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HomePick of the DayPick of the Day: Family owned since new, Mark III now for...

Pick of the Day: Family owned since new, Mark III now for sale

1969 Lincoln Continental Mark III driven only 32,104 miles in 52 years

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After 52 years of same family ownership — and only 32,104 miles of travel — a 1969 Lincoln Continental Mark III is the Pick of the Day, being advertised on ClassicCars.com by a private seller in Chico, California.

This is the first time the car, based sice new with the same family in the San Francisco Bay area, has been offered to another owner, according to the ad.  

“Shows true pride of ownership and care,” the seller notes, adding that the car has always been sheltered in a garage when not being driven.

The car is not perfect — the air conditioning system needs work and the front-seat headrests are missing — but the car is in “original and… stunning condition,” the seller points out. 

“Everything about this car is classy and gets compliments everywhere it goes.”

The 1969 model year marked the launch of Lincoln’s Mark III luxury coupe.

Lincoln, Pick of the Day: Family owned since new, Mark III now for sale, ClassicCars.com Journal
Lincoln, Pick of the Day: Family owned since new, Mark III now for sale, ClassicCars.com Journal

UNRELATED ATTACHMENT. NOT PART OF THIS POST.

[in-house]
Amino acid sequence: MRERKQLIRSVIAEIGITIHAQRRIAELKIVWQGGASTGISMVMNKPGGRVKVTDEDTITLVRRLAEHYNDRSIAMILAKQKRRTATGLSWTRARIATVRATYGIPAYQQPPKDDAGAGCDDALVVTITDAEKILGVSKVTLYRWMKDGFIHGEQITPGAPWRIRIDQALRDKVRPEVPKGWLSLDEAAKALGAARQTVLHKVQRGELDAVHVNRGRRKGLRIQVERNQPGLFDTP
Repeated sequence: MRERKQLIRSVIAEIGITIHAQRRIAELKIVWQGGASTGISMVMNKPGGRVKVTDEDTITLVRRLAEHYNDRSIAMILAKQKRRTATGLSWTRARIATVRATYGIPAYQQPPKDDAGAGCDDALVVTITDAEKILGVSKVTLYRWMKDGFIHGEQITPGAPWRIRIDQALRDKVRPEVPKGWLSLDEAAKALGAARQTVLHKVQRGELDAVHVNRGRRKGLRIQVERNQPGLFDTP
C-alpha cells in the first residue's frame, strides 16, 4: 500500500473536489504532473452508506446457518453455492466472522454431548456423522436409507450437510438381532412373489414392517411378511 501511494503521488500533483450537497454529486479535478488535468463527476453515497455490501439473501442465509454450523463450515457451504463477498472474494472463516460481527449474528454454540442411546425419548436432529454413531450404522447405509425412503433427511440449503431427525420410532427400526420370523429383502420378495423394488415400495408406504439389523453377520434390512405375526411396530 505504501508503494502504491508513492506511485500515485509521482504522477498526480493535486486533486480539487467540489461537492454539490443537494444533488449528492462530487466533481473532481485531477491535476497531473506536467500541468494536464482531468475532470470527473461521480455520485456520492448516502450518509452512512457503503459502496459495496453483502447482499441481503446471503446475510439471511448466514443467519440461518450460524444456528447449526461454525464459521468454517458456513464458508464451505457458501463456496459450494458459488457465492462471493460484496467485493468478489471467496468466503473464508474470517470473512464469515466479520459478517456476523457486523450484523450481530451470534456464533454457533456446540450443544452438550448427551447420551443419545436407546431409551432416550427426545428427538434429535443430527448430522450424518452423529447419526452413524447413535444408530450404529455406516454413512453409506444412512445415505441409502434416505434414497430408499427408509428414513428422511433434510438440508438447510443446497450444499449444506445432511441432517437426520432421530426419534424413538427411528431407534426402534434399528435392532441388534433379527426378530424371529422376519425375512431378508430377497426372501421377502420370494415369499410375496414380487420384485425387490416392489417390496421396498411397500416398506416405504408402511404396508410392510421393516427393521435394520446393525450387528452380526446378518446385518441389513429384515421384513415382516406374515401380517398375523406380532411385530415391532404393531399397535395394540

“It was a personal luxury car in the long-hood, short-desk tradition of the Mark I,” The Standard Catalog of American Cars notes. “The rear deck spare-tire hump was also reminiscent of the first ‘Mark’,” a reference to the original Continental of the 1940s.

The car wears its original Ivy Green paint and vinyl top, and the seats are covered in factory-installed dark Ivy Green leather.

“Dark Ivy Green Leather Interior is in perfect condition,” the seller assures. “There are no rips, tears, or damage to anything.  The leather seats are perfect. The dash and gauges are perfect. The headliner is original and in great condition.  All power windows and power seats are in correct working condition. Carpets are very nice.”

Lincoln, Pick of the Day: Family owned since new, Mark III now for sale, ClassicCars.com Journal
Lincoln, Pick of the Day: Family owned since new, Mark III now for sale, ClassicCars.com Journal

The engine is a 460cid V8 with a 4-barrel carburetor and 365 horsepower. The transmission is automatic and the car has power steering, brakes, windows and seats. The car also wears its original California black license plates. 

“Drives like a dream,” the seller reports.

The car is being offered for $35,000. To view this listing on ClassicCars.com, see Pick of the Day.

Hagerty
Larry Edsall
A former daily newspaper sports editor, Larry Edsall spent a dozen years as an editor at AutoWeek magazine before making the transition to writing for the web and becoming the author of more than 15 automotive books. In addition to being founding editor at ClassicCars.com, Larry has written for The New York Times and The Detroit News and was an adjunct honors professor at the Walter Cronkite School of Journalism and Mass Communication at Arizona State University.

19 COMMENTS

  1. I’ve been to many Meacum Auctions and when these Lincoln’s come across the auction block even in this condition they typically sell between 12K & 20K. IMO 35 K asking price is way too much.

  2. 🥰 I’ve been in a Lincoln Cougar only 8 cars were ever made ,similar to the Mark III,so ,i can tell you if i were not domicliled in London, England now,I’d have made a dash for this BEAUTY!